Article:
By MyBaseGuide Staff Member
Being a military nurse is a tough but rewarding career, especially when you consider that the average military nurse salary is $70,000 annually. That’s not a bad payday! But if you want the cash, you have to put in the hard work to get it. Read on to learn more about what it takes to be a military nurse and what you’ll have to do to be able to hit that attractive military nurse salary.  More military salary data: A Complete Guide to Military Police Salary & Requirements

An Overview of a Military Nurse Salary

Most military nurse salary data falls between $58,000 and $100,000 per year, with the bulk of military nurses making around $70,000 annually. But where does this data come from? Well, military pay isn’t based on job description. It’s based on years of service and rank (a.k.a. enlistee, officer, etc.). The higher your rank and time in the military, the more you’ll get out of your military nurse salary and benefits. This also means different subclasses of military nurses won’t receive different pay. So a military registered nurse salary won’t be different from a military CRNA salary (unless, of course, the RN and CRNA are in different ranks with differing time in the service).  With an average salary of around $70,000, that means the monthly pay is about $5,800. That would put the majority of military nurses somewhere between the ranks of O-1 to O-4, since military nurses all enter the Armed Forces as commissioned officers and not enlistees.  In addition to your base military nurse salary, the Army Nurse Corps offers nurses opportunities for continuing education, accession bonuses of $20,000 to $30,000, and other incentive special pay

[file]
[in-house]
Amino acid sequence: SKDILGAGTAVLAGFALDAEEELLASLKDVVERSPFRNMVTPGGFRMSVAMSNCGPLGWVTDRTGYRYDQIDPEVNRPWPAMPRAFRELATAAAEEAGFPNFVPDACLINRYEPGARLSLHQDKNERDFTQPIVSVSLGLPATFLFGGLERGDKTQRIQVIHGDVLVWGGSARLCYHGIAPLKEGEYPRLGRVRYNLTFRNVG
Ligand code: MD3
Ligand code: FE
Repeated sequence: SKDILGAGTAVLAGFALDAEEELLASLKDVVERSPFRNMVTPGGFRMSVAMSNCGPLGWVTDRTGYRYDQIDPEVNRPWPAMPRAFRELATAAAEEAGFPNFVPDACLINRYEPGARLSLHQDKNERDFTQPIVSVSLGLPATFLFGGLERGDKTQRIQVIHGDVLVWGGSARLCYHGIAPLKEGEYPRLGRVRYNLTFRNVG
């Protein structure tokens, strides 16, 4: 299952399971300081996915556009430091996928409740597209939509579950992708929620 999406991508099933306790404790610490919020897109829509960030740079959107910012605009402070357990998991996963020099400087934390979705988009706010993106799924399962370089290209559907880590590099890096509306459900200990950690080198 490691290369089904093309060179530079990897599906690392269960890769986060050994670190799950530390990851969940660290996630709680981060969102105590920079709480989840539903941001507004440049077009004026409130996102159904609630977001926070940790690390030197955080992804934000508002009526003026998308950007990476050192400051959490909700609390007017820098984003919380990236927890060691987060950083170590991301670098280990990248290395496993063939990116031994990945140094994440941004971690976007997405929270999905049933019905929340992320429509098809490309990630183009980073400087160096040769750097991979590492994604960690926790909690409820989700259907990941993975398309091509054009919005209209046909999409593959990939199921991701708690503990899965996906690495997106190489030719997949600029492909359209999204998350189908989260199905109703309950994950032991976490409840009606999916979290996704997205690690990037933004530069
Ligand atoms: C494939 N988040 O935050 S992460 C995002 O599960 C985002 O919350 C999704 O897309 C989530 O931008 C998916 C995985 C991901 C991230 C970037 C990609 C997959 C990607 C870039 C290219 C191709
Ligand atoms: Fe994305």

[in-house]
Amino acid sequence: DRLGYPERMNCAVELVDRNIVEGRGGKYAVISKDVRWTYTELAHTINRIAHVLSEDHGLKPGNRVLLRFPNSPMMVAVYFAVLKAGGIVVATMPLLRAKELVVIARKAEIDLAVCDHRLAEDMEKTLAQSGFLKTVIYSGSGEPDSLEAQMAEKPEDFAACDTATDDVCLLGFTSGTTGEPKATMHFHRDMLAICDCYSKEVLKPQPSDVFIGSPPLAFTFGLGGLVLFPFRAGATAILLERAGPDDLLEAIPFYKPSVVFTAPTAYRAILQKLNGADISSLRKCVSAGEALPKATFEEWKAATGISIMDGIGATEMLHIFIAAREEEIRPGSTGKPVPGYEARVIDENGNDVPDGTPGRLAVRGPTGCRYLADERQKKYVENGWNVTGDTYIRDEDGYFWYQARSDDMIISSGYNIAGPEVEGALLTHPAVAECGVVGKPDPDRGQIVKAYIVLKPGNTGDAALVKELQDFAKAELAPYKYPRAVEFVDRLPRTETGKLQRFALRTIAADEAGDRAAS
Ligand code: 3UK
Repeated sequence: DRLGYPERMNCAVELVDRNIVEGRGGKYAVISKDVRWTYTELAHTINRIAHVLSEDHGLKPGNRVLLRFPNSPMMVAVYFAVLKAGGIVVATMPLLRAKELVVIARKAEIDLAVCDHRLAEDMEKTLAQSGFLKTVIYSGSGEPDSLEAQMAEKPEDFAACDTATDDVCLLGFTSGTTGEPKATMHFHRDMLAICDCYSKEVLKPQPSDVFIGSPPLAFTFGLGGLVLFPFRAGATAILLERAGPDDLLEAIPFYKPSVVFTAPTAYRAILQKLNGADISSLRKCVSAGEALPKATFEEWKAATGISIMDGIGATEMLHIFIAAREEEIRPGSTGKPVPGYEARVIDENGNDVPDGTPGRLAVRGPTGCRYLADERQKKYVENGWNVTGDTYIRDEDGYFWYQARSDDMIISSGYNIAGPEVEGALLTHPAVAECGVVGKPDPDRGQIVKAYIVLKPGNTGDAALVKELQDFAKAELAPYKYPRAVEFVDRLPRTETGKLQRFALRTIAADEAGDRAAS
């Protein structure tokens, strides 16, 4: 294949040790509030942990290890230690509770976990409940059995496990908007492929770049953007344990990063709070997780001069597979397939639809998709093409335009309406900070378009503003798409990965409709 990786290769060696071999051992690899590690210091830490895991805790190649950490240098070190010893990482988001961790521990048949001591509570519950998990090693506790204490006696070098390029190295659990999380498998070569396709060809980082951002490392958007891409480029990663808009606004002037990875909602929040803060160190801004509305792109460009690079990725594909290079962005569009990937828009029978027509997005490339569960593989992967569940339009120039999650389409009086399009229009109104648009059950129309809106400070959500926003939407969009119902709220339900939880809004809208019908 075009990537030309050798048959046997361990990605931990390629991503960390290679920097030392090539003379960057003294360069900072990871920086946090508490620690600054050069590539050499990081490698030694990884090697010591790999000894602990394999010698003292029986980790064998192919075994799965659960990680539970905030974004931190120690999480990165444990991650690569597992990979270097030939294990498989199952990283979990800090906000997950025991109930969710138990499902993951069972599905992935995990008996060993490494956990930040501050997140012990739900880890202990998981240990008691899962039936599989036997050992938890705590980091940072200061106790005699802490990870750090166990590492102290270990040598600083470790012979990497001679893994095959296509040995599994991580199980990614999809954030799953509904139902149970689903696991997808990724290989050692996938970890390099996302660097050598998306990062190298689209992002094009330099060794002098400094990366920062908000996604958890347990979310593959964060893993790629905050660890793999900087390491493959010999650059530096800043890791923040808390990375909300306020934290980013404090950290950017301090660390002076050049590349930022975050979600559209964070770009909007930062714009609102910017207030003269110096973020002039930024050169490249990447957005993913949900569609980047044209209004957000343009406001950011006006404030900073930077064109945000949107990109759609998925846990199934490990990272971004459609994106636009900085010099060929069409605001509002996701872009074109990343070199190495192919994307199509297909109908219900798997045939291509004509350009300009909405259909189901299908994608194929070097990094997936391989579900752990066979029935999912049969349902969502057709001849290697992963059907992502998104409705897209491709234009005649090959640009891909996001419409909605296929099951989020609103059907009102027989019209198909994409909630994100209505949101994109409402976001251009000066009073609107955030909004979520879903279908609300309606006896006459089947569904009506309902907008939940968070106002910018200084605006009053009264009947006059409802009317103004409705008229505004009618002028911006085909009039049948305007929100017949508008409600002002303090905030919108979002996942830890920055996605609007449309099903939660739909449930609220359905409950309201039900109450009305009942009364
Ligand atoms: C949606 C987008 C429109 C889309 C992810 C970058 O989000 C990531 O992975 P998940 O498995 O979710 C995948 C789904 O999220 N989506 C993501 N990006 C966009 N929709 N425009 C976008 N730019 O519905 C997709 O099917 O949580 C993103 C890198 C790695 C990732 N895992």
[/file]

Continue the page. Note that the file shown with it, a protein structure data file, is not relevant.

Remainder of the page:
What Are the Requirements To Be a Nurse in the Military?

You must meet the basic active duty military requirements to join the Armed Forces as a military nurse. Because military nurses will enter the military as commissioned officers, there are also detailed military nurse educational requirements outlined below. 
  • Must be a U.S. citizen or permanent resident.
  • Must be between 21 to 42 years old.
  • Must have at least a Bachelor of Science in Nursing from an accredited school.
  • Must have a valid, unrestricted, and up-to-date license to practice as an RN. 
  • Must meet the military’s moral and physical standards.
As far as military nursing physical requirements go, you will have to pass a specialized boot camp for commissioned officers for the branch you’re going into. This is not the same as the common Basic Training but is tailored to non-combat COs. 

Military Nurse Job Description

Military life is about more than just explosive wartime tragedies, movie-esque injuries, and dramatism. While those can be a part of the job description in times of conflict, military nurses are needed every day for a range of duties, from the mundane to the emergent.  What does this mean? Job security! Nurses are always in demand, as this coronavirus pandemic has proven time and again. The Army Nurse Corps explains the position and overarching duties of a military nurse: “You will be in a leadership position and enjoy the privileges, pay, respect and authority of a commissioned officer in the Army. As an officer and a leader, you will lead by example in meeting the Army’s high professional standards and be given a great deal of responsibility, beginning with your first assignment. You’ll supervise a variety of professional and paraprofessional nursing care providers at Army health care facilities, making decisions about day-to-day patient care and ensuring that your decisions are carried out in an effective and efficient manner.” There are a ton of military nursing positions, like
  • Emergency nursing
  • Public health nursing
  • Perioperative nursing
  • Critical care nursing
  • Obstetrics & gynecological nursing
  • Anesthesia nursing 
Given you put in the time and effort, any one of these rewarding positions can get you the military nurse salary you dream of.  Suggested read: How the Military Pay Raise 2022 Affects Your Salary



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